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The 3 Most Common Strength Training Injuries and How To Prevent Them

16, Feb 2022 in Education & Resources

If you’re a person who discovered your love of lifting heavy things, you may have also been one of the unfortunate ones who discovered the injuries that can come along with it. Lifting weights has incredible health benefits and often becomes addictive as you grow stronger and more eager to challenge yourself. But, without putting prevention and safety measures in place to support your body, you might end up suffering one (or more) of the following 3 most common strength training injuries.

Knee injuries

When you’re strength training, it’s understandable that your main focus is on the muscles doing the bulk of the lifting, but the silent sufferer can be the joints bearing the brunt of the load. In a lot of cases, the knees are working overtime to support your body weight and the extra weight you’re adding. This can sometimes cause patellar tendonitis, an inflammation of the tissue between the kneecap (and patella tendon) and your shinbone, related to repeated stress in that area.

Back/disk injuries

Not to be outdone by the knees, your back is linked to every strength training movement you do, from your muscles, ligaments and tendons to your spine and discs. Disc herniation is one of the most common (and painful) strength training injuries there is. When your lifting posture is poor and the muscles involved in the work aren’t being properly activated, your back ends up taking on the stress. Your spinal disk (the jelly-like cushioning between your vertebrae) when placed under heavy strain can tear, pushing out some of that cushioning.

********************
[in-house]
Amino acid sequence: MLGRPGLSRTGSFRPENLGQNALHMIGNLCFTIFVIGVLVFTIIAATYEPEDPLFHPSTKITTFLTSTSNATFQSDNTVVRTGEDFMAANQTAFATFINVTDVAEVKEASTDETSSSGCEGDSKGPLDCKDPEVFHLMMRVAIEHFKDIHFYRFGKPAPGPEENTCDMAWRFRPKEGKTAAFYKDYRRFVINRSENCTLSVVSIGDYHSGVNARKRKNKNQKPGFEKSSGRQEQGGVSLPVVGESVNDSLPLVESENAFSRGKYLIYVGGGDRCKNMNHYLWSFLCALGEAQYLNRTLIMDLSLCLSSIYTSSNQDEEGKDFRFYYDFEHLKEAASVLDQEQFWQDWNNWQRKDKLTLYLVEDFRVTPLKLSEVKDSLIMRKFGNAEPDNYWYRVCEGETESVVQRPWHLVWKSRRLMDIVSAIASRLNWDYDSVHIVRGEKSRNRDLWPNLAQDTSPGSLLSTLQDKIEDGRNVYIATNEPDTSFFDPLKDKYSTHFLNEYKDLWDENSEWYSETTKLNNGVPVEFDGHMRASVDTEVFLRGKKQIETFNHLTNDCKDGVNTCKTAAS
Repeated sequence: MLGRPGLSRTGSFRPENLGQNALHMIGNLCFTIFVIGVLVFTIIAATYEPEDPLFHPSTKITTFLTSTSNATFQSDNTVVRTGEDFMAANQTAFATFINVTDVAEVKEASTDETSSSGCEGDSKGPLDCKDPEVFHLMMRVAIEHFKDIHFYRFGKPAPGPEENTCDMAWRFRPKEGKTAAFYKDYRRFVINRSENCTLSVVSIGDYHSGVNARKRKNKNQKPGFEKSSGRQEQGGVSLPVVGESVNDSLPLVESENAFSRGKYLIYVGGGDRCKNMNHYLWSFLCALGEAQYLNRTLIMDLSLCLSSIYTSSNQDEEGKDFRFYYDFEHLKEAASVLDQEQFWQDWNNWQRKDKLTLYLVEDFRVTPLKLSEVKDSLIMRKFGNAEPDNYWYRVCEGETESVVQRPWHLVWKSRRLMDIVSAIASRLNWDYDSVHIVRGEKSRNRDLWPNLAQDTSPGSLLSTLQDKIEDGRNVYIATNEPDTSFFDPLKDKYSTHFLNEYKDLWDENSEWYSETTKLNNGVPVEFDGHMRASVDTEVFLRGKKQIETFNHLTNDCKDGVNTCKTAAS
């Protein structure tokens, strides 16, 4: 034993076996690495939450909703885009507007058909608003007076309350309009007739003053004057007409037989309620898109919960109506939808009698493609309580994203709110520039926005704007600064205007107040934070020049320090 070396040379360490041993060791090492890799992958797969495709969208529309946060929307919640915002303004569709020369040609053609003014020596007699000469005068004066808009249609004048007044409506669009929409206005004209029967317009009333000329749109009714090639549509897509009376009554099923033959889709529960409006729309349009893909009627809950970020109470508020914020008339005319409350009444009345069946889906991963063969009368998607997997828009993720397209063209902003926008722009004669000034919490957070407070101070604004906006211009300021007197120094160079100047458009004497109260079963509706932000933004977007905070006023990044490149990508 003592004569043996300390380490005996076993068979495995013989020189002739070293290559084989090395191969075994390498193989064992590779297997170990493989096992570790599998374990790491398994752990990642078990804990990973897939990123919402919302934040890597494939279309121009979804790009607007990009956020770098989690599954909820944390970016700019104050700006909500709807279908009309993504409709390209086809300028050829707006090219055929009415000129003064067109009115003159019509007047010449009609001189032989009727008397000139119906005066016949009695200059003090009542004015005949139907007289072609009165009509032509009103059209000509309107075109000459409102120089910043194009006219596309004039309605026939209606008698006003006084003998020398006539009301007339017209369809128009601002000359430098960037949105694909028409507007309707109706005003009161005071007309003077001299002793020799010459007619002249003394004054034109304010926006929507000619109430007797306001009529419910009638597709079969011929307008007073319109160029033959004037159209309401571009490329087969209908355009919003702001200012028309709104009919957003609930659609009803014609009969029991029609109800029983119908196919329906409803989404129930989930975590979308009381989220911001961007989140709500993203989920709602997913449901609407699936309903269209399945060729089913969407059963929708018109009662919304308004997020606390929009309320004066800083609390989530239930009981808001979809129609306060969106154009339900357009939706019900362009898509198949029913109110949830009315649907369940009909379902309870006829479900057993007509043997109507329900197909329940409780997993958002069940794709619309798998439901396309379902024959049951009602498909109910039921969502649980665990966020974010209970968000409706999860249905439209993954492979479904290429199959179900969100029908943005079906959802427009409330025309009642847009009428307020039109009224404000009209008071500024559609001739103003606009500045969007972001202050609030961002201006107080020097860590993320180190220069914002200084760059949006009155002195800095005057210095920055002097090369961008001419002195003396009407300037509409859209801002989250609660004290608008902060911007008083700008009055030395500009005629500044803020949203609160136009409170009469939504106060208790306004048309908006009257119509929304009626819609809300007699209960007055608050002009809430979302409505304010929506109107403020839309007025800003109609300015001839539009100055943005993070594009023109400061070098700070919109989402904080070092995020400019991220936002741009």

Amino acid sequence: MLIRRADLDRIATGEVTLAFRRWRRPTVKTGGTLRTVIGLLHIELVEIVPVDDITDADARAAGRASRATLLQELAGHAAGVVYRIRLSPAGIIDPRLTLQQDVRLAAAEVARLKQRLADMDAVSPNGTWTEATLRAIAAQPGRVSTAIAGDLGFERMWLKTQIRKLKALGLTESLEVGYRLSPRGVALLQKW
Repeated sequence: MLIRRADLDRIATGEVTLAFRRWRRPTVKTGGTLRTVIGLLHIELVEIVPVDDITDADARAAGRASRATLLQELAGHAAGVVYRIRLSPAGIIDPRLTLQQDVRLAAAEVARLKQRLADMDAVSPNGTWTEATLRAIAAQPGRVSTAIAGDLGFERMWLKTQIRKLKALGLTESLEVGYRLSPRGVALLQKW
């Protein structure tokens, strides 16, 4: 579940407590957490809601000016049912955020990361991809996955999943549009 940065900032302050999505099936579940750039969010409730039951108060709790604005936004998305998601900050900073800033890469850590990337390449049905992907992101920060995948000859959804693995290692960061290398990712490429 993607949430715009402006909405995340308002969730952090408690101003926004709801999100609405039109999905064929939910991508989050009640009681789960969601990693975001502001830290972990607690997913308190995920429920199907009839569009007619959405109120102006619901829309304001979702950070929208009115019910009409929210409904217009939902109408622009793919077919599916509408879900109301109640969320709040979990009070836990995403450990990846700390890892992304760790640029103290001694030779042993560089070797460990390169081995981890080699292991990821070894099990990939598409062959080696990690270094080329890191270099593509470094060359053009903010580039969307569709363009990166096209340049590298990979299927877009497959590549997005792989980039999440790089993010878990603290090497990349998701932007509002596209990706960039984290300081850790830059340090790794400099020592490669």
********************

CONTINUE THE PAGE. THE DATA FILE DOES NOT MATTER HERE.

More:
Shoulder injuries 

The unsung hero of upper body strength training, your shoulders are working overtime while you pump those weights. Because strength training often involves a lot of repetitive, heavy movements, the mechanisms in your shoulder joint come under a lot of pressure, commonly causing rotator cuff injuries (the group of muscles and tendons that keep your arm inside your shoulder socket. Rotator cuff tears can occur through repeated stress on the injury, from having poor strength throughout the shoulder & muscles of the upper back and / or poor movement patterns / biomechanics.

How you can help prevent these injuries 

  • Dynamic stretching before and after your workout to increase blood flow and flexibility
  • Work up to the heavier weights to give your body time to adjust to the weight and movements
  • Allow recovery between muscle groups. This can be done by supersetting (or alternating exercises) with an different muscle group or by completing a conditioning, or active stretching exercise
  • Train joint stabilisers in addition to compound exercises & main muscle groups (i.e. rotators of the shoulder & knee)
  • Keep hydrated so your muscles are prepared for the work
  • Triple check your posture before doing the lift
  • Learn to execute proper form and control with each exercise, before progressing with weight or otherwise
  • Know your limits and don’t overexert your body past its breaking point
  • Have someone close by who can check your form
  • Rest and give your body time to recover
  • Have periods of deloading (where you have a reduction in training load & intensity on a semi regular basis (i.e. every 6-8 weeks)
  • Complete active recoveries such as stretching, foam rolling, compression garments or boots, salt baths, contrast bathing, and remedial massage

Our Exercise Physiology team are here to help with all your strength and conditioning needs. For more information email exercise@yourbodyhub.com.au

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